CDO 340 1 Exam Review 2

Card Set Information

CDO 340 1 Exam Review 2
2012-10-20 17:55:22
Exam Review

Exam Review 2
Show Answers:

  1. Language Learning Requires
    • The ability to perceive sequenced acoustic events of short duration.
    • The ability to attend actively to, to be responsive, and to anticipate stimuli.
    • The ability to use symbols.
    • The ability to invent syntax from the language of the environment.
    • Enough mental energy to do all of the above simultaneously.
    • The ability to interact & communicate with others.
  2. the ability perceive sequenced acoustic events of short duration
    being able to perceive sound
  3. ability to actively to, to be resonsive, and to anticioate duration
    ability to hold a sentence in your mind, interpret the sentence coming in, and anticipate more
  4. ability to use symbols
    written language is symbols/symbolic
  5. ability to invent syntax from the language of the environment
    being able to come up with the meaning of the word based on the context that it is used in
  6. four steps of information processing
    • attention - automatic activation of the brin orientation that focuses awareness and focus
    • discrimination - the ability to identify stimuli from a field of competing stimuli
    • organization - categorization of info for storage and retrieval
    • memory - storing and retrieval of info
  7. role of working memory in information processing
    • an active system for temporarily storing and manipulating info needed in the execution of complex cognitive tasks (learning, reasoning, comprehension)
    • 7 plus or minus 2
  8. controlled processing
    • performed consciously and intentionally uses extensive brain resources
    • limits how much you can process
  9. automatic processing
    • inforation processes operate automatically
    • supports access to high levels of function
    • allows management of sophisticated langauage tasks (speaking, reading, writing)
  10. shallow, botoom level processing
    • less complex stimuli
    • perceptual analysis
  11. deep, top level processing
    • elaborate stimuli
    • associating new information with knowledge already stored
  12. Specific language impairment
    • significant limitations in language functioning that cannot be attributed to deficits in hearing, oral structure and function or general intelligence.
    • Cognition is normal, ONLY language skills are impaired
  13. Identifying SLI
    • performance IQ above 85
    • a low verbal IQ
    • in most, expressive language is more impaired than recepive language
    • auditory processing disorder may be present (deficit in verbal working memory)
  14. Language Learning Disability (LLD)
    Learning disability is a general term that refers to a heterogeneous group of disorders manifested by significant difficulties in the acquisition & use of listening, speaking, reading, writing, reasoning, or mathematical abilities. These disorders are intrinsic to the individual, presumed to be due to CNS dysfunction, & may occur across the lifespan. Problems in self-regulatory behaviors, social perception, & social interaction may exist with learning disabilities but do not by themselves constitute a learning disability.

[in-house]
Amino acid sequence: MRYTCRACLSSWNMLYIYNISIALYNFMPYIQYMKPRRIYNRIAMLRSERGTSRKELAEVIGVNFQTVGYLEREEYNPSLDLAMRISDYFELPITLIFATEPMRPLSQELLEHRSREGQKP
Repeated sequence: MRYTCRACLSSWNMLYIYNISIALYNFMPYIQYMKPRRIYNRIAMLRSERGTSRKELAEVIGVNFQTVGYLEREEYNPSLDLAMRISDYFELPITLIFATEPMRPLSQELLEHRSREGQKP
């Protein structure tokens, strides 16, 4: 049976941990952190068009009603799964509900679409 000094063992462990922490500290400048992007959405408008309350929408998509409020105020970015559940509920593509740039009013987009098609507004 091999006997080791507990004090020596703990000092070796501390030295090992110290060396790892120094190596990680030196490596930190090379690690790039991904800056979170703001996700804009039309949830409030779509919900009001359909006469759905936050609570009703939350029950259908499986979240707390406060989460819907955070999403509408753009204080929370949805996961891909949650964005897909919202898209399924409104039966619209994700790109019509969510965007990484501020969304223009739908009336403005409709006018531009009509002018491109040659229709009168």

15. How are SLI and LLD similar ?
    They both can be manifested in a difficulty with language in many forms and often are associated with an IQ that is higher than their actual abilities.
  16. Speech / language characteristics of children with SLI
    • expressive and/or receptive
    • typically have a language delay
    • general language deficits: learning language rules, registering diffferent contexts for langauge, constructing word-referent associations for vocab growth
  17. Cognitive referencing
    • aka - discrepancy criterion
    • most common criteria used in north america to identify LLD and SLI
    • Cognition is used as the point of reference against skills in some other area.
    • Looking for a discrepancy between intellectual functioning and achievement.
    • In SLI is a discrepancy between intellectual functioning and language. In LD it is a discrepancy between intellectual functioning and one of the following: listening/speaking, reading, writing, math, or reasoning.
  18. What role does cognitive referencing play in
    traditional definitions of disability?
    • The idea that cognition is the point of reference against skills in some other area is a very old and traditional idea.
    • Public law 94-142 requires the use of an IQ score to identify someone as disabled
    • Looking for a discrepancy between achievement and intellectual functioning
    • Cognition drives language and it is a one way street – this is an OLD idea that we should NOT agree with or follow. This causes children to be disqualified if there is not enough of a gap between a child’s cognition and their language abilities. There language abilities must be below their cognition in order to qualify, which disqualifies so many children.
    • Research says that we can make huge gains in language abilities with an SLP even if their cognition is below.
  19. What factors play a role in the diagnosis of
    mental retardation?
    • substantial limitations in present functioning
    • significant subaverage intellectual functioning, existing concurrently with related limitations in two or more adaptive areas
    • manifests before age 18    
    • The language disorder can be the single most important factor in the disorder.
  20. What is the IQ cut-off score for identifying
    mental retardation?
    • Mild 52-68  89%
    • Moderate 36-51   6%
    • Severe 20-35   3.5%
    • Profound 19 and below   1.5%
  21. What does the phrase “deficits in adaptive
    behavior” refer to besides academic learning
    • communication, self help, self care, basic life skills, leisure, health, and safety
    • These things enhance the definition to make it clearer as to who needs services.
  22. Describe speech and language in relation to cognition in MR.
    • Some of language needs attributed to low intellectual functioning
    • The language disorder can be the single most important factor in the disorder.
    • Research says that we can make huge gains in language abilities with an SLP even if their cognition is below.
  23. Why is cognitive referencing problematic in relation to speech and language services for children with MR?